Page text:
The register screen flashed yellow then red, drawing Sam from her thoughts. The Curfew announcement then came over the store’s feedback-laden speaker system. Sixty seconds later the front door locks clacked, locking down the Quick Price for the night. Sam spent most of the next eight hours doing what offline homework she could on her Port and fighting the panic each time a trucker came through.

Curfew, like all rules, had exceptions. While the rest of the nation stayed safe and vigilant in their own homes, the shipping industry had to keep moving. Commerce had to be kept alive. So the truckers kept driving, stopping in at registered truck stops like the Quick Price for fuel, snacks, and sometimes showers and naps in the adjacent Truck Center. And each time one of them logged into the Quick Price, Sam jumped a little on her stool thinking it was the REC coming for her.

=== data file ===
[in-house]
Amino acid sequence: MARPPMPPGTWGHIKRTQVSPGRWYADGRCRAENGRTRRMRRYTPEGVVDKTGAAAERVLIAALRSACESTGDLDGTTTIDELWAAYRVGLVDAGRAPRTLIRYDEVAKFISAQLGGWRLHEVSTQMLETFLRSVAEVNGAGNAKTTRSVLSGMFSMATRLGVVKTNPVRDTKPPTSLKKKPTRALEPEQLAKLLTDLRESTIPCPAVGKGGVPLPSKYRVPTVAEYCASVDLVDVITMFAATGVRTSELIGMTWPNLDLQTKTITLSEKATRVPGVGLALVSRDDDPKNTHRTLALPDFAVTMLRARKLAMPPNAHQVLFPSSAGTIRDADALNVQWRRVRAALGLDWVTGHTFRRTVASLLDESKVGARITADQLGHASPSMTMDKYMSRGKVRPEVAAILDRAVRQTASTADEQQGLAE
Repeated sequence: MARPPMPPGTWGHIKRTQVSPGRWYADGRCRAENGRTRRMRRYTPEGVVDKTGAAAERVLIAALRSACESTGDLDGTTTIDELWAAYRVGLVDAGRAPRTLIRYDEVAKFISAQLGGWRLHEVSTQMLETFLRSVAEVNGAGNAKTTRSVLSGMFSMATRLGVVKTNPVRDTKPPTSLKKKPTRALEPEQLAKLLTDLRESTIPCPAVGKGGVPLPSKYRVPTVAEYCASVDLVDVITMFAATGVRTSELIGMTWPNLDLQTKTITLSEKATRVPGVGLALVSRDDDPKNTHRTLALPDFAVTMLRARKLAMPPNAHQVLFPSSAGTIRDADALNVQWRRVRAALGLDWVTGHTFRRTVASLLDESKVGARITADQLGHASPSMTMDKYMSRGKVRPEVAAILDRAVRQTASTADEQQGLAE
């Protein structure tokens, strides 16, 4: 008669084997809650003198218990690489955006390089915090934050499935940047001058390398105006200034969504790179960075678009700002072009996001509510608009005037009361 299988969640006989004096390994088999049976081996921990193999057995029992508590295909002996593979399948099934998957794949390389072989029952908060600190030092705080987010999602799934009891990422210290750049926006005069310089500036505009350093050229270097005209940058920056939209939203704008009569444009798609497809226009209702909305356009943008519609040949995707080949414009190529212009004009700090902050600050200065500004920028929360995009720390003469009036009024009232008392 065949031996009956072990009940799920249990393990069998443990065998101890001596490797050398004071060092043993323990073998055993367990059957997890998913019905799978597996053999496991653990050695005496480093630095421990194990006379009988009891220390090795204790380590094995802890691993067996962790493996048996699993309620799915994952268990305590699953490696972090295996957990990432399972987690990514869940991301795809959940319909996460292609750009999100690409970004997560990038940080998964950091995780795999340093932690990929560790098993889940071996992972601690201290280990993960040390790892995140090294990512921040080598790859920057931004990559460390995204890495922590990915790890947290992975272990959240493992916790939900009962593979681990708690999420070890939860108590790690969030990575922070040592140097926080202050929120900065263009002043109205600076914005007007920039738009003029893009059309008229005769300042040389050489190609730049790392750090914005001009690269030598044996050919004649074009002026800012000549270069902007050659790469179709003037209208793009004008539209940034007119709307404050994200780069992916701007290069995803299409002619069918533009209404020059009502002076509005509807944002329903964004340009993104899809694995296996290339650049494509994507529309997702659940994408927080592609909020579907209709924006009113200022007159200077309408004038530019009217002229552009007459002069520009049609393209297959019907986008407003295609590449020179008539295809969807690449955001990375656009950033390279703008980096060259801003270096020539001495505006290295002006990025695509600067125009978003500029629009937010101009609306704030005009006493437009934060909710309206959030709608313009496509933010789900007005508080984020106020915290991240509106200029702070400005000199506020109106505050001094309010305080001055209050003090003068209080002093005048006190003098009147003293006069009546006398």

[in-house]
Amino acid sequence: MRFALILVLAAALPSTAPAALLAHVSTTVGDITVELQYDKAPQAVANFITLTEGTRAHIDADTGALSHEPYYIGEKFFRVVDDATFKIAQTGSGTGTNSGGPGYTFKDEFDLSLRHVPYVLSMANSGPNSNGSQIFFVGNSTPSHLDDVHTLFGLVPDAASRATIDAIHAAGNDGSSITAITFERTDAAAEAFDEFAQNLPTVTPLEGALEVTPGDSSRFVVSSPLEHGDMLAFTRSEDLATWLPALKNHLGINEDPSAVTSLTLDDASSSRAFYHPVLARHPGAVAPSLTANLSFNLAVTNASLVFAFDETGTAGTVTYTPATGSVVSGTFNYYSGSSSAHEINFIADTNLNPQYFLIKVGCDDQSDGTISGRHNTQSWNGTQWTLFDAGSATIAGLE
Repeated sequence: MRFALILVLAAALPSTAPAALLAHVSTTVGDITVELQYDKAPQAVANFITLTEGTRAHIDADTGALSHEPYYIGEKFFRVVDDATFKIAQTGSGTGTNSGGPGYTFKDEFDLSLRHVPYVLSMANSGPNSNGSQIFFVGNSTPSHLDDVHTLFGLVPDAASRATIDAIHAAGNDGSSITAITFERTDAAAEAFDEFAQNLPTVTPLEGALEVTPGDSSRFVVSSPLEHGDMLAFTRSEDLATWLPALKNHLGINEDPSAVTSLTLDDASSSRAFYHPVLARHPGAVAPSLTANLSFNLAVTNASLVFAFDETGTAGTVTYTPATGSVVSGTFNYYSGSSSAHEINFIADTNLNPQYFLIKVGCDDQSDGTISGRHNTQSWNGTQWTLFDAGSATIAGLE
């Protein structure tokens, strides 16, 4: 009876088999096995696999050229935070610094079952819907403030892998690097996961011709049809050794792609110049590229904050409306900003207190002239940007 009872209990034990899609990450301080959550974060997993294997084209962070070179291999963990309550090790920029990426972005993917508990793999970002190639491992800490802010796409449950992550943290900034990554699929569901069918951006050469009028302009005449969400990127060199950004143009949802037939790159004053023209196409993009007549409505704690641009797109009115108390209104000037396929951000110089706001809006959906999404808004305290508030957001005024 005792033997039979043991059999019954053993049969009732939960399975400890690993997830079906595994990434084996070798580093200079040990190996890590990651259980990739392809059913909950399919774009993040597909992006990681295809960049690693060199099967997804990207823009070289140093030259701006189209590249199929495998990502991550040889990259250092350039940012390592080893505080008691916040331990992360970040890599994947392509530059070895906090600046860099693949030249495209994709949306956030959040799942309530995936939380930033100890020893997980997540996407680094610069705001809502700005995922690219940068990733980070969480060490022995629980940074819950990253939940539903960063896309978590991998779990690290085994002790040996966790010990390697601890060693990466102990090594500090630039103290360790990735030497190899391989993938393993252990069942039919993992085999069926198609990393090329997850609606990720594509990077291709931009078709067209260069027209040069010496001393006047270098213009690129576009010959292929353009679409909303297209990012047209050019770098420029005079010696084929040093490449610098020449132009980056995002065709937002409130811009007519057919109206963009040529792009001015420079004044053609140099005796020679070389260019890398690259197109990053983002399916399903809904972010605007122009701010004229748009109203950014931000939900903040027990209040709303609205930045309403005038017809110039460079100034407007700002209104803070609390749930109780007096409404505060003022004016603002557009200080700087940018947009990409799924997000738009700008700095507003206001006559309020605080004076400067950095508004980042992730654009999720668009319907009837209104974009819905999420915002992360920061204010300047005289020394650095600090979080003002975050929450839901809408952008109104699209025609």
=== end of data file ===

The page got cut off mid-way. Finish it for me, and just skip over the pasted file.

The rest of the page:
At exactly one minute to six in the morning, the register flashed yellow then green. The Curfew Release announcement played over the speakers, and sixty seconds later the front doors clacked, the locks disengaging.

No more than a minute later, while Sam was on the floor cleaning up some crumbs from the granola bar she’d just finished, the doors dinged.

“That was fast,” she muttered. She stood and saw a dark shape—a person—disappear down the chip aisle.

Oh shit, no, she thought, her eyes going up to the cam on the ceiling. Agents. They’re really coming for me.